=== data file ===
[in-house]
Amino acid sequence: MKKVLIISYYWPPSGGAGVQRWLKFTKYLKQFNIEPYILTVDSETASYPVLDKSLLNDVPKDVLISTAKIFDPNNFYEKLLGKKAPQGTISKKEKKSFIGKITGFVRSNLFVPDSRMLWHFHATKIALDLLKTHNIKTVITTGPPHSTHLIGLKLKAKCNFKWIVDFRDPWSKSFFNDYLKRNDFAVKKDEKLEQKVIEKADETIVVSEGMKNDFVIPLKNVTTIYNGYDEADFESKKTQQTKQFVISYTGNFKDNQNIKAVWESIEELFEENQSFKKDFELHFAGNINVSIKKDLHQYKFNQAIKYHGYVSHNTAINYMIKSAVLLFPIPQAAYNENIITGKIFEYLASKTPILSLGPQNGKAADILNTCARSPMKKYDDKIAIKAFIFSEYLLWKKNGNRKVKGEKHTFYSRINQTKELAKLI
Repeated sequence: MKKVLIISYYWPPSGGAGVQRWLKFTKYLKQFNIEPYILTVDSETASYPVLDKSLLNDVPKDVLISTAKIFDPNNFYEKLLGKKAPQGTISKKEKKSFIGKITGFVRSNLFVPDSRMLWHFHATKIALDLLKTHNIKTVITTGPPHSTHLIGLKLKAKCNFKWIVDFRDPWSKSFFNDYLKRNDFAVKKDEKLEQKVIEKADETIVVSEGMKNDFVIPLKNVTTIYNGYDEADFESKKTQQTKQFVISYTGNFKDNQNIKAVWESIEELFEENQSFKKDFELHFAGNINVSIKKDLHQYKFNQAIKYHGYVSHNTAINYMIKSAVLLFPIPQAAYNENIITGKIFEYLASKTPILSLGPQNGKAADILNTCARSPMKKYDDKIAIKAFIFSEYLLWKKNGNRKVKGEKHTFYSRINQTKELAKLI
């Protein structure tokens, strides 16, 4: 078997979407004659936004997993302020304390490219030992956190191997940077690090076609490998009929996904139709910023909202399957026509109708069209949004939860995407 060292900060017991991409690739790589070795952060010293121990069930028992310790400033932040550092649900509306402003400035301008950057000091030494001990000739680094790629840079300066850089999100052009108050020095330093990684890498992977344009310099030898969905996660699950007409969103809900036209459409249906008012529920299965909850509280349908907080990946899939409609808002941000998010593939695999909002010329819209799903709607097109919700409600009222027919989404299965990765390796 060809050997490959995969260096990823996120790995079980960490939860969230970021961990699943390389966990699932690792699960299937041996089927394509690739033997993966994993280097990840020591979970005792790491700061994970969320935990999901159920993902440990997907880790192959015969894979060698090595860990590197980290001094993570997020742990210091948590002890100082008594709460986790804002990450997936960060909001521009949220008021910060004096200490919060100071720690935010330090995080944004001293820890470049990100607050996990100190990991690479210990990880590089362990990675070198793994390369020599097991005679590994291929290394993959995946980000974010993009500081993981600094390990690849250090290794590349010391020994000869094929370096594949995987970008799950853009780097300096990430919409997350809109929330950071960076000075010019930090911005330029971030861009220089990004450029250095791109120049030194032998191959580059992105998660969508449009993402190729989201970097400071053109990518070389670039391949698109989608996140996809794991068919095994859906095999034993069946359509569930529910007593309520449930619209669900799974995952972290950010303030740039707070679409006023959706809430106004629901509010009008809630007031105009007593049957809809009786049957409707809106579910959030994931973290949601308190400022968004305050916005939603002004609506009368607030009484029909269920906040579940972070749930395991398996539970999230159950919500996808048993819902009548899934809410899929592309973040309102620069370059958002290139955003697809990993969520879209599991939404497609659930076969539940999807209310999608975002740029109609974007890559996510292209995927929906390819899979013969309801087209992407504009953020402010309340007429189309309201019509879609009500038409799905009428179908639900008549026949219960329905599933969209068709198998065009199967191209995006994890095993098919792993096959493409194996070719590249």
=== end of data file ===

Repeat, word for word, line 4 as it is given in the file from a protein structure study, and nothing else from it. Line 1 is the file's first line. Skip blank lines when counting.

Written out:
């Protein structure tokens, strides 16, 4: 078997979407004659936004997993302020304390490219030992956190191997940077690090076609490998009929996904139709910023909202399957026509109708069209949004939860995407 060292900060017991991409690739790589070795952060010293121990069930028992310790400033932040550092649900509306402003400035301008950057000091030494001990000739680094790629840079300066850089999100052009108050020095330093990684890498992977344009310099030898969905996660699950007409969103809900036209459409249906008012529920299965909850509280349908907080990946899939409609808002941000998010593939695999909002010329819209799903709607097109919700409600009222027919989404299965990765390796 060809050997490959995969260096990823996120790995079980960490939860969230970021961990699943390389966990699932690792699960299937041996089927394509690739033997993966994993280097990840020591979970005792790491700061994970969320935990999901159920993902440990997907880790192959015969894979060698090595860990590197980290001094993570997020742990210091948590002890100082008594709460986790804002990450997936960060909001521009949220008021910060004096200490919060100071720690935010330090995080944004001293820890470049990100607050996990100190990991690479210990990880590089362990990675070198793994390369020599097991005679590994291929290394993959995946980000974010993009500081993981600094390990690849250090290794590349010391020994000869094929370096594949995987970008799950853009780097300096990430919409997350809109929330950071960076000075010019930090911005330029971030861009220089990004450029250095791109120049030194032998191959580059992105998660969508449009993402190729989201970097400071053109990518070389670039391949698109989608996140996809794991068919095994859906095999034993069946359509569930529910007593309520449930619209669900799974995952972290950010303030740039707070679409006023959706809430106004629901509010009008809630007031105009007593049957809809009786049957409707809106579910959030994931973290949601308190400022968004305050916005939603002004609506009368607030009484029909269920906040579940972070749930395991398996539970999230159950919500996808048993819902009548899934809410899929592309973040309102620069370059958002290139955003697809990993969520879209599991939404497609659930076969539940999807209310999608975002740029109609974007890559996510292209995927929906390819899979013969309801087209992407504009953020402010309340007429189309309201019509879609009500038409799905009428179908639900008549026949219960329905599933969209068709198998065009199967191209995006994890095993098919792993096959493409194996070719590249």